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Information about Nuts

Cashew Nuts

Courtesy of Lon&Queta (https://www.flickr.com/photos/lonqueta/)

Origin: India

Description: Cashew seeds are actually the kidney-shaped seeds that many know it as nuts. It grows from the bottom of the cashew apple, the fruit of the cashew tree. The interior of the shells contains a caustic resin, known as cashew balm, which must be carefully removed before the nuts are fit for consumption.

Benefits: Cashews contain a lot of vitamins and nutrients, but they also contain fats that are mostly monounsaturated and polyunsaturated. Mono- and polyunsaturated fats can help improve heart disease as well as reduce the risk for stroke and prevent weight gain.

Pistachio Nuts

Courtesy of plantvillage.org

Origin: USA

Description: The cultivated pistachio is a member of the cashew family. Pistachio trees are dioecious, meaning that there are separate male and female trees. The trees are planted in orchards, and take approximately seven to ten years to reach significant production. Production is biennial-bearing, meaning the harvest is heavier in alternate years. Peak production is reached around 20 years.

Benefits: Eating pistachio in moderation can be very beneficial for the health of the heart. It is rich in monounsaturated fatty acids that help to reduce high blood pressure. This helps to bring down the levels of bad cholesterol in the blood.

Almonds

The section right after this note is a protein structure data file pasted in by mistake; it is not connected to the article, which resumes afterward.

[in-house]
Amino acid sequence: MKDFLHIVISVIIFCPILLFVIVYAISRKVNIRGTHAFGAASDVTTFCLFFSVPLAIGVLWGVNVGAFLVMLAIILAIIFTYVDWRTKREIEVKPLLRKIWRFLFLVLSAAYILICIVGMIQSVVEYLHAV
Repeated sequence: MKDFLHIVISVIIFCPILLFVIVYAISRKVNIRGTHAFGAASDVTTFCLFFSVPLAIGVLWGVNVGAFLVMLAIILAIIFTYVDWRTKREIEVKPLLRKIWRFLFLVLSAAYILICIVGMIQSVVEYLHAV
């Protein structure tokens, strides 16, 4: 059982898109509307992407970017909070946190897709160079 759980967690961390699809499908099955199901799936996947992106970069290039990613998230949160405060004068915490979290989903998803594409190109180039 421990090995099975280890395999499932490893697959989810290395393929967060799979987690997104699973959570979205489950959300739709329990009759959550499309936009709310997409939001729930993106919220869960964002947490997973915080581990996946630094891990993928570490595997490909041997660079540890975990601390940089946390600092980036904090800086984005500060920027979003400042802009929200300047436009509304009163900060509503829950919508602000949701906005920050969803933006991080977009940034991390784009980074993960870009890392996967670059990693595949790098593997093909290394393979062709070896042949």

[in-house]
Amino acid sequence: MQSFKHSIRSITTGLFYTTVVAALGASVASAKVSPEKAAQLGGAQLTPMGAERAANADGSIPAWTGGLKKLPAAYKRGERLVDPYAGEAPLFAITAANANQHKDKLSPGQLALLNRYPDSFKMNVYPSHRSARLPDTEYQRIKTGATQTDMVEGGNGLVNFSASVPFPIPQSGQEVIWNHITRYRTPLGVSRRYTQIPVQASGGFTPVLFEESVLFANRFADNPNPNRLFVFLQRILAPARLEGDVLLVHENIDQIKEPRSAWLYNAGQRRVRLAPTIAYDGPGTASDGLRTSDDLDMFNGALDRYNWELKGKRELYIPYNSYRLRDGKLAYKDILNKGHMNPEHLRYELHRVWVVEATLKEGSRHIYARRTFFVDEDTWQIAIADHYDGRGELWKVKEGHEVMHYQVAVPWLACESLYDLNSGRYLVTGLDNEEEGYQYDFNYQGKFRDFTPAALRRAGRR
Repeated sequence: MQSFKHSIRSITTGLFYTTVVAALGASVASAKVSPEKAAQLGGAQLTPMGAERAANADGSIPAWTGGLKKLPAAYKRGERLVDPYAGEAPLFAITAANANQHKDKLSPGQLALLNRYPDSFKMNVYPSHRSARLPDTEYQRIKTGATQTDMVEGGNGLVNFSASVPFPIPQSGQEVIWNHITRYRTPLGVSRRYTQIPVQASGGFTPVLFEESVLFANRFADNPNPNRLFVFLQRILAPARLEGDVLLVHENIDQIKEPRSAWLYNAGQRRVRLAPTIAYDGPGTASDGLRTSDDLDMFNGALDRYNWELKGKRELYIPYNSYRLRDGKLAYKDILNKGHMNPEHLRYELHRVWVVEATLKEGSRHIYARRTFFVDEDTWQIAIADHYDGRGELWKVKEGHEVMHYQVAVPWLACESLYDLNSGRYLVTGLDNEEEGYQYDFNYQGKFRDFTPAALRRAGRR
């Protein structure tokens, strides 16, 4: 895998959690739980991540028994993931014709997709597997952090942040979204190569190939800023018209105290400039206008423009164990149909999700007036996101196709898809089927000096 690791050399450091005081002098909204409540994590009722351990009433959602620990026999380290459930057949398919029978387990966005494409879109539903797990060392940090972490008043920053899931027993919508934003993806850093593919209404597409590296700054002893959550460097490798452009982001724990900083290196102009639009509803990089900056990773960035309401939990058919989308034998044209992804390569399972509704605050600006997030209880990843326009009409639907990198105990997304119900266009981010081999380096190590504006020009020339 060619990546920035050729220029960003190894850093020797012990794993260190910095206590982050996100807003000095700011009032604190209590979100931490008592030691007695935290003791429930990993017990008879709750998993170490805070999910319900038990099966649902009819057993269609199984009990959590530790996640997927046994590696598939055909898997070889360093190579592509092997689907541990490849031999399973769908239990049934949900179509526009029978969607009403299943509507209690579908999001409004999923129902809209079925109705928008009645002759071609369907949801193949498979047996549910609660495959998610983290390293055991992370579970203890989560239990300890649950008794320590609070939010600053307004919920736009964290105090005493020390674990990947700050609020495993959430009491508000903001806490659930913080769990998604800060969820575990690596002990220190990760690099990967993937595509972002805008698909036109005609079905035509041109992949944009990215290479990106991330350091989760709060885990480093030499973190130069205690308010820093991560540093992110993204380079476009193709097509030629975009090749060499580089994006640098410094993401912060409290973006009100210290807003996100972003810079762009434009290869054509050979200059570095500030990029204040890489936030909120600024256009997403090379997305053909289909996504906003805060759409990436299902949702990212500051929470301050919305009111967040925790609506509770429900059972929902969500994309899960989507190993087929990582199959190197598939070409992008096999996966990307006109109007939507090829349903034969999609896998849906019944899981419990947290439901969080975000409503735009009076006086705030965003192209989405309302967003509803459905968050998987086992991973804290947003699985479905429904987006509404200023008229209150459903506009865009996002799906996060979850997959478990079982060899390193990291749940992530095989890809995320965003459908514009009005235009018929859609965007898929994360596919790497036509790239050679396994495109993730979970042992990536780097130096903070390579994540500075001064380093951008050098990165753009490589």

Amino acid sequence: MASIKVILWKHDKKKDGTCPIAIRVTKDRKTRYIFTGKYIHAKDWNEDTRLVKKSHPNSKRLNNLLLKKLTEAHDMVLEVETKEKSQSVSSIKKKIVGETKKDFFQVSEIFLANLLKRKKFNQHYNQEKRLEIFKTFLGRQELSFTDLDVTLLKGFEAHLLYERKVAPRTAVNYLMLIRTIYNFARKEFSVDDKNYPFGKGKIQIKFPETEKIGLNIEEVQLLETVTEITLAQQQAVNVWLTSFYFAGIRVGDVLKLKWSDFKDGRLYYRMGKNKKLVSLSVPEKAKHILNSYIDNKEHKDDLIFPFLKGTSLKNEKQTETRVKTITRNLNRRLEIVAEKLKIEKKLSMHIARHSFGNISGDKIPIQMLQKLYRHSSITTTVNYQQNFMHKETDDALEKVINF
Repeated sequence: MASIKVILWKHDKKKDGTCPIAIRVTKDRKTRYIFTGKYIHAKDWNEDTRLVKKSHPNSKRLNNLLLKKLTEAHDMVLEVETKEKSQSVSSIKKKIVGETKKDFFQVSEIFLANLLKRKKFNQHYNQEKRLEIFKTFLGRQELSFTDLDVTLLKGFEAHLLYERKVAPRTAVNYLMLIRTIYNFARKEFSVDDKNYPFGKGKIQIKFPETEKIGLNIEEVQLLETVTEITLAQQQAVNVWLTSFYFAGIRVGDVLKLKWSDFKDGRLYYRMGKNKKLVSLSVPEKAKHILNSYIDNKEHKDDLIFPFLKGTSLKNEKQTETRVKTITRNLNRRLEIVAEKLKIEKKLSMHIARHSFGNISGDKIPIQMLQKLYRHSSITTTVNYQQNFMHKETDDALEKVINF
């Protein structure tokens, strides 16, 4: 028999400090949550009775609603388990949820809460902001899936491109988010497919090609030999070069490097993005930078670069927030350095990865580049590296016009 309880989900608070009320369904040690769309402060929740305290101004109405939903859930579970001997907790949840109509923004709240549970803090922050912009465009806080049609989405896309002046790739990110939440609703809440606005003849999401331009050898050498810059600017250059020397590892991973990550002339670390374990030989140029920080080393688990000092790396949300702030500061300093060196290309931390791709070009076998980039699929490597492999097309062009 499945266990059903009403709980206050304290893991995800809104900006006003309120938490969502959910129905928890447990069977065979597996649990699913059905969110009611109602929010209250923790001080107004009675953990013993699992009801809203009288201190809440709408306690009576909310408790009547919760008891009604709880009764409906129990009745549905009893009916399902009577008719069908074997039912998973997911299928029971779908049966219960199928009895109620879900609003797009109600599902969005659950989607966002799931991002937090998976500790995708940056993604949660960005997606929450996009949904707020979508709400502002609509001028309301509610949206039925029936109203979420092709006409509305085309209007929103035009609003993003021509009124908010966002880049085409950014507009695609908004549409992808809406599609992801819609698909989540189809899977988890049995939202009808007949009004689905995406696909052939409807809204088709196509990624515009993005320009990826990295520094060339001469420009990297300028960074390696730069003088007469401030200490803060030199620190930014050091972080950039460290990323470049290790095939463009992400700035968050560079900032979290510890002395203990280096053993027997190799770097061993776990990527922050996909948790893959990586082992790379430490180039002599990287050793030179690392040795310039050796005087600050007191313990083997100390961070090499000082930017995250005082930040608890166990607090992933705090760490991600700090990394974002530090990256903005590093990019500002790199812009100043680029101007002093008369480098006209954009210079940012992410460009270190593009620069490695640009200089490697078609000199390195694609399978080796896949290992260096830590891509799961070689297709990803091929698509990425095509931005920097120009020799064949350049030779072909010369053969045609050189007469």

Courtesy of mykitcheninspain.blogspot

Origin: USA

Description: Almonds are stone fruits eaten as nuts. Almonds produced commercially in the United States are grown in California. The earliest to bloom of stone fruits which is also known as drupes . The seed inside the almond fruit is what is commonly referred to as an almond “nut”.

Benefits: These nuts are one of the richest sources of vitamin E, it is known to help treat against Alzheimer's disease. Almonds contain unsaturated fats which have no cholesterol. It also aids in reducing the levels of LDL (low-density lipoprotein) which means bad cholesterol which then lower the chances of heart diseases.

Brazil Nuts

Courtesy of enkivillage.com

Origin: Bolivia

Description: Famous for reaching heights of over 160 feet, the Brazil nut tree towers above other trees predominantly found in the Amazon rainforest. Its fruit weighs up to 5 pounds upon ripening, falls to the ground. Inside the fruit's hard exterior are anywhere from 10 to 21 nuts.

Benefits: The antioxidants and organic compounds present in this nut makes it a strong contender for one of the most immune-boosting nuts around. The vitamin C content couples wonderfully with selenium and zinc to stimulate the production of white blood cells and stimulating antioxidant compounds throughout the body to neutralize free radicals (they destroy body cells), thereby preventing many chronic illnesses

Macadamia Nuts

Courtesy of davesgarden.com

Origin: Australia

Description: Macadamia nuts grow on large bushy trees which start producing after four or five years. Each spray of 40-50 flowers produces from four to 15 ‘nutlets’, which will eventually ripen into nuts. The fibrous outer husk of the macadamia is removed within 24 hours of harvest.

Benefits: They are an excellent source of protein and you can add in your salad or have them raw. The proteins that we get from macadamia nuts helps maintain our hair, skin and nails.

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